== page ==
Area of Re­search:

As part of the broad­er pro­ject "Ju­ven­ile Sexu­al Of­fend­ers in the Cor­rec­tion­al Treat­ment Fa­cil­it­ies of the Free State of Sax­ony", the dis­ser­ta­tion takes as its start­ing point the fact that the trans­ition from pris­on life to life after pris­on is of­ten marked by chal­lenges and un­cer­tain­ties, es­pe­cially con­cern­ing factors such as in­de­pend­ence and autonomy. Young of­fend­ers are one group that can have par­tic­u­lar dif­fi­culties re­ad­just­ing to the new, post-pris­on en­vir­on­ment. High ex­pect­a­tions are placed on vari­ous act­ors in the ‘trans­ition man­age­ment’ field and on the young of­fend­ers them­selves. The dis­ser­ta­tion will provide a qual­it­at­ive ana­lys­is of how a group of young of­fend­ers ex­per­i­enced post-pris­on re­in­teg­ra­tion in­to the broad­er com­munity and make sug­ges­tions con­cern­ing where pos­sible im­prove­ments to the trans­ition pro­cess might be made.

Crim­in­o­lo­gic­al life course re­search, as well as de­vel­op­ment­al crim­in­o­logy and de­sist­ance re­search, are sci­entif­ic meth­ods that can be used to mon­it­or the be­gin­ning, the con­tinu­ation, and the ter­min­a­tion of crim­in­al ca­reers and the dy­nam­ics of crim­in­al activ­ity. These meth­ods seek to identi­fy cer­tain turn­ing points, trans­itions, and tra­ject­or­ies that demon­strate the pro­ced­ur­al char­ac­ter of crim­in­al activ­ity over the life-span of an in­di­vidu­al. In re­cent dec­ades, re­search res­ults have shown that stable re­la­tion­ships, mar­riage, or em­ploy­ment are in fact not enough – at least on their own – to bring about the ces­sa­tion of crim­in­al be­ha­vi­or. Aca­dem­ic lit­er­at­ure in this field has also re­vealed cer­tain con­structs, such as agency or la­beling pro­cesses, that may hinder or en­cour­age suc­cess­ful post-pris­on re­in­teg­ra­tion and the ter­min­a­tion of crim­in­al activ­ity. Yet, while much de­sist­ance re­search has been done, ex­pli­cit mech­an­isms and trig­gers that may break the crime cycle re­main elu­sive.

In re­cent years, re­search in­to de­sist­ance has be­come a key top­ic in crim­in­o­logy. Nev­er­the­less, re­search has thus far been un­able to fully un­der­stand the ex­pli­cit mech­an­isms of ac­tion that lead to the abate­ment and/or aban­don­ment of crim­in­al life courses. Giv­en the cent­ral im­port­ance of the Agency Concept to the study, a com­bind­ed bio­graph­ic­al-re­con­struct­ive meth­od of ana­lys­is will be used.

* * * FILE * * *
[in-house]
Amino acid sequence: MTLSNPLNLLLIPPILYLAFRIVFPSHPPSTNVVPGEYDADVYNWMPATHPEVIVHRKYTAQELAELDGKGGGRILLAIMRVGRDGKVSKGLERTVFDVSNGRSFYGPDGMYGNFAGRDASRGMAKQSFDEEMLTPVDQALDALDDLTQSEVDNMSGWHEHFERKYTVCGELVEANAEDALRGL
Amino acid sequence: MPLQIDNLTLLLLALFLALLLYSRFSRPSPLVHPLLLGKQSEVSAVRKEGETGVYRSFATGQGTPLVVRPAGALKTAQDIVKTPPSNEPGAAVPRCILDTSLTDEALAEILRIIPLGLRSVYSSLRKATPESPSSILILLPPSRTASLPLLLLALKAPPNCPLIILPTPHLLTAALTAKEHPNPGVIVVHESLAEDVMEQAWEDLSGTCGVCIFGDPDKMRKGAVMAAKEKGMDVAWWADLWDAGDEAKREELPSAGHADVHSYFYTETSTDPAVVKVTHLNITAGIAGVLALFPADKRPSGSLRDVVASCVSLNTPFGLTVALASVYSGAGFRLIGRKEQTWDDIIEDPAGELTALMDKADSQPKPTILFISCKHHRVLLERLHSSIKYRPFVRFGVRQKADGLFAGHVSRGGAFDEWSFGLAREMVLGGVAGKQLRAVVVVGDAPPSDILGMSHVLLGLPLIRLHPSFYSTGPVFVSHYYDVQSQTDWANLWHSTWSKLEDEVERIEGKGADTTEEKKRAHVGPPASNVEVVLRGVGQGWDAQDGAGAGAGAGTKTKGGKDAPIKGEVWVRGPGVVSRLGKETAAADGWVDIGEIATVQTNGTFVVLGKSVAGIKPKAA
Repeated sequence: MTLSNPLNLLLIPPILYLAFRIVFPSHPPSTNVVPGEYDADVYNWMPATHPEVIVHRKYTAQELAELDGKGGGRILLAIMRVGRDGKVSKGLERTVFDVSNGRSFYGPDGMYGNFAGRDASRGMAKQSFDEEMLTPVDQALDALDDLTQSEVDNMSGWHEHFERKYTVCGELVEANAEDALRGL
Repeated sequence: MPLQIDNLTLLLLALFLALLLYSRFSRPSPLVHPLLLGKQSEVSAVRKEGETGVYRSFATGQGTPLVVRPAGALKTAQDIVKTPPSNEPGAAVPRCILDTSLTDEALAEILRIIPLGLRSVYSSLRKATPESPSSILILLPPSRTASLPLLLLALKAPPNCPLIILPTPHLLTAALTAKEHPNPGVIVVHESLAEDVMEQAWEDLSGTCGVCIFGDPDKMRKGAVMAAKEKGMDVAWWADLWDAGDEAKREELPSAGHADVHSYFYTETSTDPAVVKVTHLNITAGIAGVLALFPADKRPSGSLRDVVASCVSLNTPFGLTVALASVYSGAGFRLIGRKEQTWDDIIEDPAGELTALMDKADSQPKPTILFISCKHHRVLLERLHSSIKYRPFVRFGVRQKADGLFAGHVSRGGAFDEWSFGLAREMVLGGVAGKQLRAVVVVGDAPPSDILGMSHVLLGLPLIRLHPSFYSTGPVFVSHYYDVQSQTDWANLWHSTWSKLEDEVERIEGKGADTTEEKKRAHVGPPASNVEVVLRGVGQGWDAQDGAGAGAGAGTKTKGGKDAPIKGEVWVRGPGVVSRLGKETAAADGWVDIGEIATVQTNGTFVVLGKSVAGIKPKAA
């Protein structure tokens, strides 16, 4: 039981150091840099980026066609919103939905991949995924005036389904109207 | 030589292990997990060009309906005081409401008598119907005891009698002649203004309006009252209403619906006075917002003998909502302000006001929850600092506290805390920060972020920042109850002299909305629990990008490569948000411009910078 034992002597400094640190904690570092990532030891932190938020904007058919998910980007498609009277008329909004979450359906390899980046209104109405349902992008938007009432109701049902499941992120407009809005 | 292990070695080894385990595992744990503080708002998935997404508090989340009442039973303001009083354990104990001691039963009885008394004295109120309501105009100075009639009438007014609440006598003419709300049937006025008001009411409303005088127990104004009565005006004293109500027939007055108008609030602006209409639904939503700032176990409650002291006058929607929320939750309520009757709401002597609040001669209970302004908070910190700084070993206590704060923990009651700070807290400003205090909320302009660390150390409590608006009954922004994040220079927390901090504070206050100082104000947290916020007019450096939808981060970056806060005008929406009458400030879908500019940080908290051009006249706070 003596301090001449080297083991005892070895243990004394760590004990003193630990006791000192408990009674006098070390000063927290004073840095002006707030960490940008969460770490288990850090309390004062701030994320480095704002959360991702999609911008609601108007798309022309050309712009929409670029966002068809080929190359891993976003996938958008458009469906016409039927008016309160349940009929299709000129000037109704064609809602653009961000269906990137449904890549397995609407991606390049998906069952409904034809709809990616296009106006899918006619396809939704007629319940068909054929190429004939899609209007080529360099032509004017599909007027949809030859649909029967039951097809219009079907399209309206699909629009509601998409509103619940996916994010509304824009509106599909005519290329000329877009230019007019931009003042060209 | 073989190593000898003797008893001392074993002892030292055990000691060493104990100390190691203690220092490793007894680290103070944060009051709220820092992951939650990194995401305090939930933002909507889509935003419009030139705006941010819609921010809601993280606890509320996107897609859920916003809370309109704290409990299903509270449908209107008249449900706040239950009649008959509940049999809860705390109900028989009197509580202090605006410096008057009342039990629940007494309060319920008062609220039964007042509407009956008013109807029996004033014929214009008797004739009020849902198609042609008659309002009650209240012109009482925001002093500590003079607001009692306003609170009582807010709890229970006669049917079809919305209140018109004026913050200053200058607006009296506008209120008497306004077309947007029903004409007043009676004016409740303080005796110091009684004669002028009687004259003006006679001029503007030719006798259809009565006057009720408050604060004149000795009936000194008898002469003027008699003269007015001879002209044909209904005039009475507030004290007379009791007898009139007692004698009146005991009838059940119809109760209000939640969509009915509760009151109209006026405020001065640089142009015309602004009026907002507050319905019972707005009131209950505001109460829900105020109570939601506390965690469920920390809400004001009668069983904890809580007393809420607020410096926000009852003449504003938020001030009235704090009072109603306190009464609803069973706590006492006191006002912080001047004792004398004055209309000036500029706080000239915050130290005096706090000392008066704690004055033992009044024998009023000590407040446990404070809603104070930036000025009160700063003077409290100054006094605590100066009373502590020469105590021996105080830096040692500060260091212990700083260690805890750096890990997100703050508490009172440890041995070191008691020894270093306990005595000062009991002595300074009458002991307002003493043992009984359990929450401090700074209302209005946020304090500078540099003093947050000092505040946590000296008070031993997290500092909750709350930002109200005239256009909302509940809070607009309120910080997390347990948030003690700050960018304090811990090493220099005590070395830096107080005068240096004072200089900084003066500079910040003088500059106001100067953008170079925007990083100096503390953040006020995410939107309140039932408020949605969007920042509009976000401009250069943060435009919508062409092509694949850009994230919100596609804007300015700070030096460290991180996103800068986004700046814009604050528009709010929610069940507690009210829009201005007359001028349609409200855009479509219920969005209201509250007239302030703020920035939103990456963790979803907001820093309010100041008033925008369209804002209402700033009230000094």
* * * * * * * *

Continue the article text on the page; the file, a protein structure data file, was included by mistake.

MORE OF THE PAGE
Meth­ods and Pro­ject Goal:

The doc­tor­al pro­ject deals with trans­itions and tra­ject­or­ies of young of­fend­ers after a peri­od of in­car­cer­a­tion. There­fore a life-course per­spect­ive is ap­plied to study young men's trans­ition from pris­on to free­dom. The qual­it­at­ive ana­lys­is is based on 24 in-depth, semi-struc­tured in­ter­views with formerly in­car­cer­ated ju­ven­ile or ad­oles­cent vi­ol­ent and sexu­al of­fend­ers, one year after pris­on re­lease.

The main ob­ject­ive of this was to shed light on the dif­fer­ent path­ways that un­fold after re­lease from pris­on and find out what leads to the ter­min­a­tion of a crim­in­al ca­reer. The two main goals to study are (1) to un­der­stand the role of Agency in the de­sist­ance pro­cess and (2) to de­vel­op an em­pir­ic­ally-groun­ded the­ory which can be used to bet­ter re­in­teg­rate pris­on re­leasees. Giv­en the li­fe­course-ori­ented un­der­stand­ing of path­ways these ob­ject­ives re­quire an ap­pre­ci­ation of in­di­vidu­al-psy­cho­lo­gic­al and so­cio-struc­tur­al factors from a pro­ced­ur­al point of view. There­fore the studys' meth­od­o­lo­gic­al frame­work is based on a com­bin­a­tion of Groun­ded-The­ory ap­proach and Agency-ana­lys­is.

The over­all aim of the study is not to ex­plain longterm De­sist­ance or reas­ons for re­cidiv­ism but to identi­fy the vari­ous path­ways, which in the sense of "at-risk"-tra­ject­or­ies in the li­fe­course open up pos­sib­ilites for change or serve as re­stric­tions for a crime-free life.

Res­ult:

The pro­ject con­trib­utes to ex­ist­ing Anglo-Amer­ic­an re­search on de­sist­ance and provides an em­pir­ic­al mod­el, the so-called ZA­RIA-Schema, to identi­fy five core-vari­ables con­sidered cent­ral to de­sist­ance pro­cesses.
This ap­proach al­lows for the sub­tleties in­volved in de­sist­ence pro­cesses (in this case, for former ju­ven­ile vi­ol­ent and sexu­al of­fend­ers) to be honed in on. Us­ing the ZA­RIA-Schema, the dy­nam­ics of dif­fer­ent – and highly in­di­vidu­al – path­ways after pris­on re­lease can be ex­amined to de­term­ine the in­ter­play between psy­cho­lo­gic­al and so­cio-struc­tur­al factors. The res­ults sug­gest that the em­pir­ic­al mod­el can find ap­plic­a­tion re­gard­less of the age of the of­fend­er or the type of of­fense com­mit­ted.